Article: The puzzle of TRPV4 channelopathies[Show abstract] [Hide abstract]
ABSTRACT: Hereditary channelopathies, that is, mutations in channel genes that alter channel function and are causal for the pathogenesis of the disease, have been described for several members of the transient receptor potential channel family. Mutations in the TRPV4 gene, encoding a polymodal Ca(2+) permeable channel, are causative for several human diseases, which affect the skeletal system and the peripheral nervous system, with highly variable phenotypes. In this review, we describe the phenotypes of TRPV4 channelopathies and overlapping symptoms. Putative mechanisms to explain the puzzle, and how mutations in the same region of the channel cause different diseases, are discussed and experimental approaches to tackle this surprising problem are suggested.EMBO Reports 01/2013; 14(9). DOI:10.1038/embor.2012.219 · 9.06 Impact Factor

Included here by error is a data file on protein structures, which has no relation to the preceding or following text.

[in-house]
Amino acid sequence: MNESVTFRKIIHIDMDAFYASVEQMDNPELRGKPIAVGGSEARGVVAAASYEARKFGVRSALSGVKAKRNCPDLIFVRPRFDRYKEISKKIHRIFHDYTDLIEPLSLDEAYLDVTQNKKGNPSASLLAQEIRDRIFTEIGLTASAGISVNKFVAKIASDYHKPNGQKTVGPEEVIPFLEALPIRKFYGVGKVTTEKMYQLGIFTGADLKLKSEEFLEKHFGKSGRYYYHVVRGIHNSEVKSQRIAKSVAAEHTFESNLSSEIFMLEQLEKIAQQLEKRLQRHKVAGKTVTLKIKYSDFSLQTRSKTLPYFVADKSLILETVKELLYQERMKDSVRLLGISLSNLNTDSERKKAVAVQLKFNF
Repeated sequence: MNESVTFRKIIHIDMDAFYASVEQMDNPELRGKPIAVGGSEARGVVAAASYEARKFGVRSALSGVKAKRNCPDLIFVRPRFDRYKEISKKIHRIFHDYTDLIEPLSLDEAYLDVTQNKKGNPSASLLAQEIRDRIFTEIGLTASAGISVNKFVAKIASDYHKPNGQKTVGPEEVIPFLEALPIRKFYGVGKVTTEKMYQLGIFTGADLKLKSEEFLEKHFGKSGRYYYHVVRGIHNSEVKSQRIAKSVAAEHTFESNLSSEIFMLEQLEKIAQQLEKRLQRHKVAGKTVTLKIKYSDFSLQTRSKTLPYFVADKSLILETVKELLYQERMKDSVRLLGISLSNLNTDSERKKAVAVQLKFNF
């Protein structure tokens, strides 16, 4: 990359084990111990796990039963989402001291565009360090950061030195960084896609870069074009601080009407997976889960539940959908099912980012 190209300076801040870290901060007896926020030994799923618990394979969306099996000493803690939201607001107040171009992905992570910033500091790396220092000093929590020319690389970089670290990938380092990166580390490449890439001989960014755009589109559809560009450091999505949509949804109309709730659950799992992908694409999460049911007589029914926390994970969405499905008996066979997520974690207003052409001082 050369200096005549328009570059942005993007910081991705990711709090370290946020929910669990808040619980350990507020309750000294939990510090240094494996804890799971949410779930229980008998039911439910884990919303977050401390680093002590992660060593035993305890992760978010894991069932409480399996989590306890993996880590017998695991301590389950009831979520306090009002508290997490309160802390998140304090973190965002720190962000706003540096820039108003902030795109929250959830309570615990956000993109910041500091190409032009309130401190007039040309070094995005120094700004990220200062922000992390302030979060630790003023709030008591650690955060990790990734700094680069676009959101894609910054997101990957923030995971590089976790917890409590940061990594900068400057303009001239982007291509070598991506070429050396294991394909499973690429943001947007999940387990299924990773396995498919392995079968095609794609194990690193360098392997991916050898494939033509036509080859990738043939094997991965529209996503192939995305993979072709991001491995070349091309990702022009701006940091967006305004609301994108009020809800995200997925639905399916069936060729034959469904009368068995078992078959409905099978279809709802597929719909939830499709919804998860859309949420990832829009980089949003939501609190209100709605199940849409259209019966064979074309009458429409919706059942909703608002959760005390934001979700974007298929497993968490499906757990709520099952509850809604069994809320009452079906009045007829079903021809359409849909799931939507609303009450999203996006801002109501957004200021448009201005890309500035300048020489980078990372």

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ABSTRACT: To clarify the phenotypic spectrum and incidence of TRPV4 mutations in patients with inherited axonal neuropathies. We screened for TRPV4 mutations in 169 French unrelated patients with inherited axonal peripheral neuropathy. Ninety-five patients had dominant Charcot-Marie-Tooth type 2 (CMT2) disease, and 74 patients, including 39 patients with distal hereditary motor neuropathy, 14 with congenital spinal muscular atrophy and arthrogryposis, 13 with CMT2, and 8 with scapuloperoneal spinal muscular atrophy, presented with additional vocal cord paralysis and/or skeletal dysplasia. No deleterious TRPV4 mutation was identified in the 95 patients with "pure" CMT2 (0/95). In contrast, 12 of 74 patients (16%) with neuropathy and vocal cord paralysis and/or skeletal dysplasia presented pathogenic TRPV4 mutations, including 7 patients with distal hereditary motor neuropathy, 2 with scapuloperoneal spinal muscular atrophy, 2 with congenital spinal muscular atrophy and arthrogryposis, and one with CMT2. Investigation of affected relatives allowed us to study 17 patients. All patients had childhood-onset motor neuropathy and showed a variety of associated findings, including foot deformities (100% of cases), kyphoscoliosis (100%), elevated serum creatine kinase levels (100%), vocal cord paralysis (94%), scapular winging (53%), respiratory insufficiency (29%), hearing loss (24%), skeletal dysplasia (18%), and arthrogryposis (12%). Eight missense mutations were observed in these 12 families, including 2 previously unreported. Six mutations were de novo events, and 2 asymptomatic carriers were identified. With 16% of patients affected in our series, this study demonstrates that TRPV4 mutations are a major cause of inherited axonal neuropathy associated with a large spectrum of additional features.Neurology 04/2014; 82(21). DOI:10.1212/WNL.0000000000000450 · 8.29 Impact Factor